Robert Abela confident Daphne Caruana Galizia public inquiry will end its work next week

The Prime Minister remains non-committal as to whether he will consider another extension to the Caruana Galizia public inquiry

Prime Minister Robert Abela
Prime Minister Robert Abela

Updated at 2:14pm with PN leader Bernard Grech's statement 

Robert Abela is confident the Daphne Caruana Galizia public inquiry will conclude its work by 15 December but remains non-committal on whether its term should be extended.

The Prime Minister said he preferred to wait and see whether the inquiry will finish its investigation in a week’s time.

“I am confident the inquiry will reach its conclusion by the 15 December… let us wait and see if they finish the job,” he said on Monday when asked whether he would give the inquiry another extension.

Abela said the extension he had given until the middle of December was suggested by the inquiry board itself and saw no reason why it should not conclude its work by then. He was taking questions after inaugurating refurbishment works at the national basketball pavillion in Ta' Qali.

The board originally had a nine-month term to conclude its work but requested an extension since the process was disrupted by the coronavirus pandemic. Last October, the board said it would overstep the deadline if it felt the need to do so.

The public inquiry was set up last year after pressure from the Council of Europe. Judge emeritus Michael Mallia is heading the board, which also includes chief justice emeritus Joseph Said Pullicino and Judge Abigail Lofaro.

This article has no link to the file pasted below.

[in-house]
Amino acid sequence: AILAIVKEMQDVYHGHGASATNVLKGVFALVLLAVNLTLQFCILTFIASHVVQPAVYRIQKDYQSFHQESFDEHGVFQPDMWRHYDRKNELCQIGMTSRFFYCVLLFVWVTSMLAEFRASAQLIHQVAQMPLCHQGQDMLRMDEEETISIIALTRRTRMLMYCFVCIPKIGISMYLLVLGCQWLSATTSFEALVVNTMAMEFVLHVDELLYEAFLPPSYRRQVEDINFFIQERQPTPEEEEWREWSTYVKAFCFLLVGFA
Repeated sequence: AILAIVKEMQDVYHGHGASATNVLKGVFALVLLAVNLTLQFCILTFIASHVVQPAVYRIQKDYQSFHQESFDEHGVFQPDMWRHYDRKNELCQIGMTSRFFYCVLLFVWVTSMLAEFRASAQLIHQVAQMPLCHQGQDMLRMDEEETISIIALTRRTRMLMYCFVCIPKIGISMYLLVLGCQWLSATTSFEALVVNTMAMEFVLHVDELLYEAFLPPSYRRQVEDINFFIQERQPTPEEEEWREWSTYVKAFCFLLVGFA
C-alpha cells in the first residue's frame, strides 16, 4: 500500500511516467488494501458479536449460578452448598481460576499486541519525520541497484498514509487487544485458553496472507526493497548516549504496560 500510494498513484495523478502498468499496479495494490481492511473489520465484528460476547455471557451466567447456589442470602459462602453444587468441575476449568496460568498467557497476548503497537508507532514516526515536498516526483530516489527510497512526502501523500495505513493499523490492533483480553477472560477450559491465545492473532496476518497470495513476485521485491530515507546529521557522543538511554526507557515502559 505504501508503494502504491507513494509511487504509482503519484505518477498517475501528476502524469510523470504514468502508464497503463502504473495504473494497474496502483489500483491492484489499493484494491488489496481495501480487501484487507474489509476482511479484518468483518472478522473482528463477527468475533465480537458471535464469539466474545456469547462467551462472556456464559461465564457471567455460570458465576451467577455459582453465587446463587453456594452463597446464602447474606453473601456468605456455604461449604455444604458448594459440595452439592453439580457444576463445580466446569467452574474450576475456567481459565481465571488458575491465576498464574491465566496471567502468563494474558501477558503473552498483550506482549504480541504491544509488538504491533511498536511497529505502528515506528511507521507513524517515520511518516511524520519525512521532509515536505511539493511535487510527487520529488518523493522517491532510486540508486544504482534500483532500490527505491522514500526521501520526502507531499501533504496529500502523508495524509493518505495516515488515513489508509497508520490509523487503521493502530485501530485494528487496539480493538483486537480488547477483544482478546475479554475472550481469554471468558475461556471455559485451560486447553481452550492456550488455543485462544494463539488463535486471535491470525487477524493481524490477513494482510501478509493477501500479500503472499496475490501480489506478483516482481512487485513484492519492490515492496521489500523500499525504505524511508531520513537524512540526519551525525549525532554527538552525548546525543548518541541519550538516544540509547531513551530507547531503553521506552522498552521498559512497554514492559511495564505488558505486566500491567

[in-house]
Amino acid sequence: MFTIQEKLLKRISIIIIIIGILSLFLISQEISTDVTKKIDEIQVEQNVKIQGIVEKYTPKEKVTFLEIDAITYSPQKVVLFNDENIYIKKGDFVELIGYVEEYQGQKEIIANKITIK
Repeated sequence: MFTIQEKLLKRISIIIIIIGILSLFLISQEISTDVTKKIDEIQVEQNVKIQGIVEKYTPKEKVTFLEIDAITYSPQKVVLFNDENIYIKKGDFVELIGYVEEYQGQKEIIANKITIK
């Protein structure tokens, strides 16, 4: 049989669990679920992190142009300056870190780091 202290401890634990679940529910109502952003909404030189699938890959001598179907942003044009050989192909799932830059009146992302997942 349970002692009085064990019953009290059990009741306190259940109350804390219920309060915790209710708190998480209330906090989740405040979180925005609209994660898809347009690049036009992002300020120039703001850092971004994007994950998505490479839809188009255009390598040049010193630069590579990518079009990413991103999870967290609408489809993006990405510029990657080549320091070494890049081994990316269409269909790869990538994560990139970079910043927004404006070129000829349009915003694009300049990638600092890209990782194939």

The board was tasked with evaluating whether the State did enough to prevent Caruana Galizia’s murder and whether it fostered a climate of impunity.

The board has called numerous witnesses and has been criticised for going beyond its remit. Former prime minister Joseph Muscat lambasted the inquiry when testifying last Friday, saying it was more interested in scrutinising the current government than the workings of the State, spanning over the years.

Caruana Galizia was murdered on 17 October 2017 in a car bomb outside her Bidnija home. Three men were charged in December that year with planting and detonating the bomb that killed her. They are awaiting trial.

In November last year, businessman Yorgen Fenech was arrested and charged with masterminding the assassination.

A fourth person, Melvin Theuma, was granted a pardon to tell all. Theuma was the middleman who Fenech used to contract the killers.

The compilation of evidence against Fenech is still underway.

Fenech’s arrest created a political crisis last year that led to Muscat’s resignation from prime minister after his former chief of staff Keith Schembri was implicated in the murder.

Large protests erupted in Valletta as people demanded Muscat step down.

Bernard Grech statement 

Taking to social media, PN leader Bernard Grech said that the PM's insistence on halting the inquiry was "shameful."

"If he were at all interested in the truth he would let the board work, free from political interference," Grech said.